• Haunts Against Hunger: This group works primarily around the Halloween season, but its effort to “scare away hunger” can help families through the fall and winter holiday seasons and hopefully beyond. This group promotes food drives at haunted attractions, film screenings and other haunted/horror-related events, primarily in California, Illinois, Nevada, Oklahoma and Pennsylvania. Now in their fourth year, they recently recruited horror movie icon Linda Blair to help take this campaign nationwide. The group hopes Blair’s presence will help make these drives a nationwide happening. Plus, Blair’s own World Heart Foundation (that rescues abused and neglected animals) has inspired Haunts Against Hunger to add the nation’s “four-legged” population to some of their events that not only accept both non-perishable items for local food pantries, but pet food for area pet shelters. Interested individuals can join a team or set up a food drive at hauntsagainsthunger.com.
• Stan Lee Foundation: Stan The Man is 90 years of pure awesomeness and his literacy-intensive foundation proves it. As the creative force behind some of comic-books most iconic heroes, he also loves sharing his passion for the creative forces by helping to teach others. This desire to help others develop a love for words and art spawned his foundation that works to provide both youth and adults access to literacy resources, promote national literacy, diversity, culture and arts and, according to the foundation’s mission “embrace innovation, integrity and scholarly and artistic engagement to build a community of learners, collaborators and creators.”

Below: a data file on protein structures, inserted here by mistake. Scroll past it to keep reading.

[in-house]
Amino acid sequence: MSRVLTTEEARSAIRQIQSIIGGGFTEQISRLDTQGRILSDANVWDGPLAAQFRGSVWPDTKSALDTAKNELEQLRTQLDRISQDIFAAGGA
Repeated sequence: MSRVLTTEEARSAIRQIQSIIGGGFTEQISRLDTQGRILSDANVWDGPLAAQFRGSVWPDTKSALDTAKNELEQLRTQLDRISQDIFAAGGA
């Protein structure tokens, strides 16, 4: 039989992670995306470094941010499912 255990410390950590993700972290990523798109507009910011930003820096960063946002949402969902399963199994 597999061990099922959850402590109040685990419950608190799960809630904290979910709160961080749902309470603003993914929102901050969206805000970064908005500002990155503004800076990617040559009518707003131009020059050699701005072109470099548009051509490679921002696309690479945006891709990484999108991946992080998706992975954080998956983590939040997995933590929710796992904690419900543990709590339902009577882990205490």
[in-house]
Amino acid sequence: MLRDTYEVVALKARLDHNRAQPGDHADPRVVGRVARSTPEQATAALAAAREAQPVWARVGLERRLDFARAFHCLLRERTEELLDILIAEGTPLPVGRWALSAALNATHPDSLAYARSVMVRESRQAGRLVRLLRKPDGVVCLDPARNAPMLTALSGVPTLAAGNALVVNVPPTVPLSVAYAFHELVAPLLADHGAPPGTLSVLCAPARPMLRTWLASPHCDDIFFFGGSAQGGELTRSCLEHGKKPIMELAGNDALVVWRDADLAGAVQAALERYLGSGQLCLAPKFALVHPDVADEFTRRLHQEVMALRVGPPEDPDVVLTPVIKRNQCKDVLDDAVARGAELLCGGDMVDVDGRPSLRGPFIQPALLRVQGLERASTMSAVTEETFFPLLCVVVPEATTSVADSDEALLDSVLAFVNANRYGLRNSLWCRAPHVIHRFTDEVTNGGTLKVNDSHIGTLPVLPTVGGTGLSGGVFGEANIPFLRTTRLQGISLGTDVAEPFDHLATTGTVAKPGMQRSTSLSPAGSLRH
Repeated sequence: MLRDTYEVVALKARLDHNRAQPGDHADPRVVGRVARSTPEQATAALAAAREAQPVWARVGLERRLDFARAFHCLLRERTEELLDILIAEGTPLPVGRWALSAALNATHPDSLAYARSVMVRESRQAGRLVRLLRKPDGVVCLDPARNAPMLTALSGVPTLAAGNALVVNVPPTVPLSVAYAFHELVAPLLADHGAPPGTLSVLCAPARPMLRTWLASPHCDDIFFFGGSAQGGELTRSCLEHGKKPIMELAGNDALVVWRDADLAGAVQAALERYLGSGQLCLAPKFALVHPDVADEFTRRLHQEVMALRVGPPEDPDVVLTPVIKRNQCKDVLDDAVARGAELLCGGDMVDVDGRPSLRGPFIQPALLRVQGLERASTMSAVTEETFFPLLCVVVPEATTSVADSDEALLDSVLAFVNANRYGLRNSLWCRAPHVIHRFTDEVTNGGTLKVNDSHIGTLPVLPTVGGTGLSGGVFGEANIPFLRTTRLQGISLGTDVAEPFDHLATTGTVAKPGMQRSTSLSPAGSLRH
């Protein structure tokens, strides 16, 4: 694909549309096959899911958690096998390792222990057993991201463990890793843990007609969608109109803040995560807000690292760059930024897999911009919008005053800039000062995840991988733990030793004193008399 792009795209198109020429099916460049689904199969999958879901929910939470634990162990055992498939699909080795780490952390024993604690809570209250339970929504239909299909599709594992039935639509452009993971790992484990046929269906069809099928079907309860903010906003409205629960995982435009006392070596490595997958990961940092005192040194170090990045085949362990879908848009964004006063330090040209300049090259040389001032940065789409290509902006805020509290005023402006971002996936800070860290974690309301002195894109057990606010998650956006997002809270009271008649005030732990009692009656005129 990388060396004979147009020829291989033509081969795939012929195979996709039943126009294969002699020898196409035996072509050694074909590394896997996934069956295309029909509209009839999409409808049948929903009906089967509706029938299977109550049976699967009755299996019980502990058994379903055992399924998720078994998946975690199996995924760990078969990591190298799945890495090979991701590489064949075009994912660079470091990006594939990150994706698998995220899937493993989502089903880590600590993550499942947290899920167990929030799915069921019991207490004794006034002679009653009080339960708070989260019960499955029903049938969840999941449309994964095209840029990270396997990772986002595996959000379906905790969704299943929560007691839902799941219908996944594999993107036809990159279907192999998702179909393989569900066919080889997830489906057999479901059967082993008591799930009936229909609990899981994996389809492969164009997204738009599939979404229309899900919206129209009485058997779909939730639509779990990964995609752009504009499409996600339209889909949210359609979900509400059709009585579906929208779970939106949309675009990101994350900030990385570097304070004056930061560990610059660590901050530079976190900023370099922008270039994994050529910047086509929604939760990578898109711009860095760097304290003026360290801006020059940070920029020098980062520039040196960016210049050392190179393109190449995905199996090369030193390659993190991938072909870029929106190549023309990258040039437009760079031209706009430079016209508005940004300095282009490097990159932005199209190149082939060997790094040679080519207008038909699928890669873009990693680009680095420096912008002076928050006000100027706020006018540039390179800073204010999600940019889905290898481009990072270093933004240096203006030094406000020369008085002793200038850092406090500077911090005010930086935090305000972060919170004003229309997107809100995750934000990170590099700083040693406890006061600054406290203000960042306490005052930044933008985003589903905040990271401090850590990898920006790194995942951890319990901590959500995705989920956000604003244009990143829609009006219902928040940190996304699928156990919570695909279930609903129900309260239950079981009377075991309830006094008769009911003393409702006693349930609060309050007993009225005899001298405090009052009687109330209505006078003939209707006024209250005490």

Since literacy and the love for reading and learning is a personal soapbox of mine, I can really get behind Stan’s mission, and I hope many others do as well. Donations accepted “the old fashioned way” via mail at Stan Lee Foundation, 6551 Lionsdale Court Suite 400, Springfield, VA, 22150. Learn more at stanleefoundation.org.
• Peter Mayhew Foundation: The very tall man behind the Wookiee mask has a very, very large heart, and his non-profit organization works, with other charities at children’s hospitals, Wounded Warrior Centers and both special needs and at risk children (i.e. Make-A-Wish Foundation).